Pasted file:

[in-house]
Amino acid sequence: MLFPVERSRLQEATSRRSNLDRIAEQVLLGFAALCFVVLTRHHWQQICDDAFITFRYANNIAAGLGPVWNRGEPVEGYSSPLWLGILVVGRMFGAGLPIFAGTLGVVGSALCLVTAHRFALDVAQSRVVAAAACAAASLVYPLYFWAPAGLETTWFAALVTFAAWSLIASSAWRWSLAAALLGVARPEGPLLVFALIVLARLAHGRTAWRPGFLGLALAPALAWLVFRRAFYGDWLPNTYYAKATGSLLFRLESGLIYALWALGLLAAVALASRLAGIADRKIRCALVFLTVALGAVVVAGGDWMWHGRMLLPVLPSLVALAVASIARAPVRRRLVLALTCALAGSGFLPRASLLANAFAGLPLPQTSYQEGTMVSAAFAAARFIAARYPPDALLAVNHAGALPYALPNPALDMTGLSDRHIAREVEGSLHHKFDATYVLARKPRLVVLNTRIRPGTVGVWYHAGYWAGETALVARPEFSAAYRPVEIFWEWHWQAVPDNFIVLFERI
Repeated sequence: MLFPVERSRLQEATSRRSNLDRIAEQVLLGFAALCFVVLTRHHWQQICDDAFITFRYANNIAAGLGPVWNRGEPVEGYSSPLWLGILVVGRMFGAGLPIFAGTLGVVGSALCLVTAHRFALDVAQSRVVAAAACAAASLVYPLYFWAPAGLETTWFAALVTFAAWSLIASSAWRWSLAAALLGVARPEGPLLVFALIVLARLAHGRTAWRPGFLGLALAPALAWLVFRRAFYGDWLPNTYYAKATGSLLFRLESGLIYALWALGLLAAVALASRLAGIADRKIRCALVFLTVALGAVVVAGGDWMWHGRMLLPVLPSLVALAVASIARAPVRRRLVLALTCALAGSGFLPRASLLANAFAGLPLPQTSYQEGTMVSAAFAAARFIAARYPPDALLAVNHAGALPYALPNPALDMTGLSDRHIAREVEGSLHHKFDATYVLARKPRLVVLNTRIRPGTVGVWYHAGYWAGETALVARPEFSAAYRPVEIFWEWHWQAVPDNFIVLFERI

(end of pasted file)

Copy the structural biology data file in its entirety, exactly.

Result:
[in-house]
Amino acid sequence: MLFPVERSRLQEATSRRSNLDRIAEQVLLGFAALCFVVLTRHHWQQICDDAFITFRYANNIAAGLGPVWNRGEPVEGYSSPLWLGILVVGRMFGAGLPIFAGTLGVVGSALCLVTAHRFALDVAQSRVVAAAACAAASLVYPLYFWAPAGLETTWFAALVTFAAWSLIASSAWRWSLAAALLGVARPEGPLLVFALIVLARLAHGRTAWRPGFLGLALAPALAWLVFRRAFYGDWLPNTYYAKATGSLLFRLESGLIYALWALGLLAAVALASRLAGIADRKIRCALVFLTVALGAVVVAGGDWMWHGRMLLPVLPSLVALAVASIARAPVRRRLVLALTCALAGSGFLPRASLLANAFAGLPLPQTSYQEGTMVSAAFAAARFIAARYPPDALLAVNHAGALPYALPNPALDMTGLSDRHIAREVEGSLHHKFDATYVLARKPRLVVLNTRIRPGTVGVWYHAGYWAGETALVARPEFSAAYRPVEIFWEWHWQAVPDNFIVLFERI
Repeated sequence: MLFPVERSRLQEATSRRSNLDRIAEQVLLGFAALCFVVLTRHHWQQICDDAFITFRYANNIAAGLGPVWNRGEPVEGYSSPLWLGILVVGRMFGAGLPIFAGTLGVVGSALCLVTAHRFALDVAQSRVVAAAACAAASLVYPLYFWAPAGLETTWFAALVTFAAWSLIASSAWRWSLAAALLGVARPEGPLLVFALIVLARLAHGRTAWRPGFLGLALAPALAWLVFRRAFYGDWLPNTYYAKATGSLLFRLESGLIYALWALGLLAAVALASRLAGIADRKIRCALVFLTVALGAVVVAGGDWMWHGRMLLPVLPSLVALAVASIARAPVRRRLVLALTCALAGSGFLPRASLLANAFAGLPLPQTSYQEGTMVSAAFAAARFIAARYPPDALLAVNHAGALPYALPNPALDMTGLSDRHIAREVEGSLHHKFDATYVLARKPRLVVLNTRIRPGTVGVWYHAGYWAGETALVARPEFSAAYRPVEIFWEWHWQAVPDNFIVLFERI